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Aging Ment Health ; : 1-7, 2021 May 10.
Article in English | MEDLINE | ID: covidwho-1221407


Objectives: This study aimed at estimating the pre-pandemic and pandemic prevalence of loneliness and investigating the association of loneliness with social disconnectedness during social distancing strategies in the time of the COVID-19 pandemic period.Methods: We used data from the ELSI COVID-19 initiative with participants from the Brazilian Longitudinal Study of Aging (ELSI-Brazil), which comprised 4,431 participants aged 50 years and over. Loneliness (hardly ever/some of the time/often) was assessed by the question "In the past 30 days, how often did you feel alone/lonely?". Social disconnectedness included information on social contacts through virtual talking (i.e. telephone, Skype, WhatsApp, or social media) and outside-home meetings with people living in another household. Covariates included sociodemographic and health related characteristics. Multinomial logistic regression models were used to estimate odds ratios (OR) with their 95% confidence interval (CI).Results: The overall prevalence of loneliness during the pandemic was 23.9% (95% CI 20.7-27.5); lower than in the pre-pandemic period (32.8%; 95% CI 28.6-37.4). In the pandemic period, 20.1% (95% CI 16.9-23.6) reported some of the time feeling lonely and 3.9% (95% CI 3.1-4.8) reported often feeling lonely. In the fully adjusted model, virtual talking disconnectedness (OR=1.67; 95% CI 1.09-2.56) was positively associated with some of the time feeling lonely and outside-home disconnectedness (OR=0.33; 95% CI 0.18-0.60) was negatively associated with often feeling lonely.Conclusion: Individuals with virtual talking disconnectedness and without outside-home disconnectedness are at higher risk of loneliness during the time of COVID-19 pandemic. Stimulating virtual talking connectedness might have the potential to diminish loneliness despite steep outside-home disconnectedness.

Cities Health ; 2020.
Article in English | ELSEVIER | ID: covidwho-759870


Latin America is the most unequal and urbanized region of the world. The physical and social environments of Latin American cities, the lack of public health and health-care infrastructure, and pronounced social and health inequities make these cities especially vulnerable to COVID-19. It is too soon to know the true impact of the pandemic and how it will compare to the many ongoing health and environmental challenges facing Latin American cities. In this commentary, we highlight a few key lessons with major implications not only for COVID-19 but for urban health and health inequities, that are beginning to emerge.

J Urban Health ; 97(3): 348-357, 2020 06.
Article in English | MEDLINE | ID: covidwho-116781


The informal settlements of the Global South are the least prepared for the pandemic of COVID-19 since basic needs such as water, toilets, sewers, drainage, waste collection, and secure and adequate housing are already in short supply or non-existent. Further, space constraints, violence, and overcrowding in slums make physical distancing and self-quarantine impractical, and the rapid spread of an infection highly likely. Residents of informal settlements are also economically vulnerable during any COVID-19 responses. Any responses to COVID-19 that do not recognize these realities will further jeopardize the survival of large segments of the urban population globally. Most top-down strategies to arrest an infectious disease will likely ignore the often-robust social groups and knowledge that already exist in many slums. Here, we offer a set of practice and policy suggestions that aim to (1) dampen the spread of COVID-19 based on the latest available science, (2) improve the likelihood of medical care for the urban poor whether or not they get infected, and (3) provide economic, social, and physical improvements and protections to the urban poor, including migrants, slum communities, and their residents, that can improve their long-term well-being. Immediate measures to protect residents of urban informal settlements, the homeless, those living in precarious settlements, and the entire population from COVID-19 include the following: (1) institute informal settlements/slum emergency planning committees in every urban informal settlement; (2) apply an immediate moratorium on evictions; (3) provide an immediate guarantee of payments to the poor; (4) immediately train and deploy community health workers; (5) immediately meet Sphere Humanitarian standards for water, sanitation, and hygiene; (6) provide immediate food assistance; (7) develop and implement a solid waste collection strategy; and (8) implement immediately a plan for mobility and health care. Lessons have been learned from earlier pandemics such as HIV and epidemics such as Ebola. They can be applied here. At the same time, the opportunity exists for public health, public administration, international aid, NGOs, and community groups to innovate beyond disaster response and move toward long-term plans.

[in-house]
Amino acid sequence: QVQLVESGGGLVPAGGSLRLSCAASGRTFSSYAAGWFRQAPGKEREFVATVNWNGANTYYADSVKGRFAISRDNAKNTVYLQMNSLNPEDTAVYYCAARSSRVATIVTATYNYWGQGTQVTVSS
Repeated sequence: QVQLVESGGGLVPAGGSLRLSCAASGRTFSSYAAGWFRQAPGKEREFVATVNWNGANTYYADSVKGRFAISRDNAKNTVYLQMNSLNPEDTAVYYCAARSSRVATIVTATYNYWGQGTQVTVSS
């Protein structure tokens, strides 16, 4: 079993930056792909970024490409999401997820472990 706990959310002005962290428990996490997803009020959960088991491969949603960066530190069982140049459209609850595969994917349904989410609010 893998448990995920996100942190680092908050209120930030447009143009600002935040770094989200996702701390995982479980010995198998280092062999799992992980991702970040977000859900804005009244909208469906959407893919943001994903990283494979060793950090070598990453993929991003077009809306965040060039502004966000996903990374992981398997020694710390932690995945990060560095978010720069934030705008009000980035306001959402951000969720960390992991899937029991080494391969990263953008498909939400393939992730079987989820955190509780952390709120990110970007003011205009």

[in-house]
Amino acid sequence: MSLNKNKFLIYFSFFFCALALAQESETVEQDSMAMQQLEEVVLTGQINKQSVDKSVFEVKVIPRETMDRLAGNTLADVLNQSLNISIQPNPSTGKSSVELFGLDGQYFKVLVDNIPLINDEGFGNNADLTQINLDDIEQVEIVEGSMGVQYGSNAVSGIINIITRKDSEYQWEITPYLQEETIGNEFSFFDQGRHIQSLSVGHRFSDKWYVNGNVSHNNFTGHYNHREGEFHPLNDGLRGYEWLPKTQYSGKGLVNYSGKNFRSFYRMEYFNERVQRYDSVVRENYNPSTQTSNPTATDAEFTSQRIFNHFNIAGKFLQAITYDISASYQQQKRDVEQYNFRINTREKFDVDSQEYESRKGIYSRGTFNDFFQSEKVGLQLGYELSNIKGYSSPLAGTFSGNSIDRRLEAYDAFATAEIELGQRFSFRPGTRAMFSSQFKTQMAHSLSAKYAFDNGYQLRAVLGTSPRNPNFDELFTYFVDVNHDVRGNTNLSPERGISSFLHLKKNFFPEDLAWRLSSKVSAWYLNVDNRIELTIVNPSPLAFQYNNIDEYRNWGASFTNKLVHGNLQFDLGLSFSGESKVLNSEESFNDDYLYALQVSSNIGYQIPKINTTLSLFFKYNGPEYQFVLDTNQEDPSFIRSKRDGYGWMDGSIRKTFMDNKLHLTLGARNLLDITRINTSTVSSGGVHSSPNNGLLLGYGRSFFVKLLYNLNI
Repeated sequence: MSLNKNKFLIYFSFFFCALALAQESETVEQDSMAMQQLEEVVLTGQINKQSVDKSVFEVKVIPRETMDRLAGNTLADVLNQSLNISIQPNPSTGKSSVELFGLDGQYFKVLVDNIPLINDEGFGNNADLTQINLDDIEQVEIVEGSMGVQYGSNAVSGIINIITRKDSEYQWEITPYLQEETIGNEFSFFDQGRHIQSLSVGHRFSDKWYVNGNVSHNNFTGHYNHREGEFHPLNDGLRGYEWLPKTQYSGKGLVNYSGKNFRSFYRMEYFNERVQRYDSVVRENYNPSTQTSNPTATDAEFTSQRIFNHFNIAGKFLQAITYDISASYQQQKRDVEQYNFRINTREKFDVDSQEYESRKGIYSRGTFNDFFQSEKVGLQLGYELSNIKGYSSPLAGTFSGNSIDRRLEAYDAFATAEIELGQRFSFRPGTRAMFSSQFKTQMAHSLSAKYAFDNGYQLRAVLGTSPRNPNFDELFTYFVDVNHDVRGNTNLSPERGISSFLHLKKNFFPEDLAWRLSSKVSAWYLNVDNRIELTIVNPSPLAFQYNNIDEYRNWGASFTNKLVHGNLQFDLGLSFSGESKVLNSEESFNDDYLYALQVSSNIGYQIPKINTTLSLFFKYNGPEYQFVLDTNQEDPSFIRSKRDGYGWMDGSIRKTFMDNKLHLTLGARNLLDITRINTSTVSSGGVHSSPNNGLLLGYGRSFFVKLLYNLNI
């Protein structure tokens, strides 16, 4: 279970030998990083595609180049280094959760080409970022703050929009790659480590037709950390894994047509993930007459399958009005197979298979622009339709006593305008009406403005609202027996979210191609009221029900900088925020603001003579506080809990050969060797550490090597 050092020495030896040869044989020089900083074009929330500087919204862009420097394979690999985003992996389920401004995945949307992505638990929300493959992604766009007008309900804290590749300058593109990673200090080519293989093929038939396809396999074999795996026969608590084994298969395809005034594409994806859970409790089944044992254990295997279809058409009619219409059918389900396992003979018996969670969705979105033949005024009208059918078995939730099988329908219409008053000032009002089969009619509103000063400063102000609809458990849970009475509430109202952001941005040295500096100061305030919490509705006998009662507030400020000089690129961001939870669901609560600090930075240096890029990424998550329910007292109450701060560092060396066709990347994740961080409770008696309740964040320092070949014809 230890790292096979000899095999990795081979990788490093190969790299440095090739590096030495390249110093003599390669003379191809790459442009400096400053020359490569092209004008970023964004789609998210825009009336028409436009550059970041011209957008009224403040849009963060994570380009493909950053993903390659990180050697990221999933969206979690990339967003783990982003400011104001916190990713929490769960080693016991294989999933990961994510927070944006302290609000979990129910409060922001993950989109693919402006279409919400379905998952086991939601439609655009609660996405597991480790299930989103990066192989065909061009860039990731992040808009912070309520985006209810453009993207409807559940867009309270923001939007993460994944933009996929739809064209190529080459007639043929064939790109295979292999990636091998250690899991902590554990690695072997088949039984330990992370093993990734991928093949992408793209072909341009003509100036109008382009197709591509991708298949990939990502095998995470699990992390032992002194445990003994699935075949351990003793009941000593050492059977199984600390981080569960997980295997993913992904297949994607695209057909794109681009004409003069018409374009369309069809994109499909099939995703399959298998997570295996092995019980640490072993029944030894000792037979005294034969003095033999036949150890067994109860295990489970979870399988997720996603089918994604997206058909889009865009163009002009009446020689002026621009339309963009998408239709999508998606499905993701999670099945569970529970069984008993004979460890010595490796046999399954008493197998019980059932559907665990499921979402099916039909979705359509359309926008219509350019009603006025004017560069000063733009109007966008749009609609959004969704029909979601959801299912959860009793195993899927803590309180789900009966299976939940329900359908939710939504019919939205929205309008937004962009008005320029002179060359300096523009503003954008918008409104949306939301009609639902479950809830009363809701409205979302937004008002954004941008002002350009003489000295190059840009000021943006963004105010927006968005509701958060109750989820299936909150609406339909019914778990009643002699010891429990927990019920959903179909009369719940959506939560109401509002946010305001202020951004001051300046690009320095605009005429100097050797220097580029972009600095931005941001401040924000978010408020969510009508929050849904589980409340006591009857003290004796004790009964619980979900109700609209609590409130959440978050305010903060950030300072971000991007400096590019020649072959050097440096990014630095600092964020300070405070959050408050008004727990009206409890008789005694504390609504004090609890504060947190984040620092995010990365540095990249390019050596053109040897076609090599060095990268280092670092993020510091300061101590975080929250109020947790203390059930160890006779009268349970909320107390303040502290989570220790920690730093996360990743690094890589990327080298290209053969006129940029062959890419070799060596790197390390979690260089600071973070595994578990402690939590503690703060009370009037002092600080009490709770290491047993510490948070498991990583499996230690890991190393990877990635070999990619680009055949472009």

Coronavirus Infections/prevention & control , Pandemics/prevention & control , Pneumonia, Viral/prevention & control , Poverty Areas , Urban Population , Betacoronavirus , COVID-19 , Health Services Accessibility/organization & administration , Housing/standards , Humans , SARS-CoV-2 , Sanitation/methods , Urban Health , Vulnerable Populations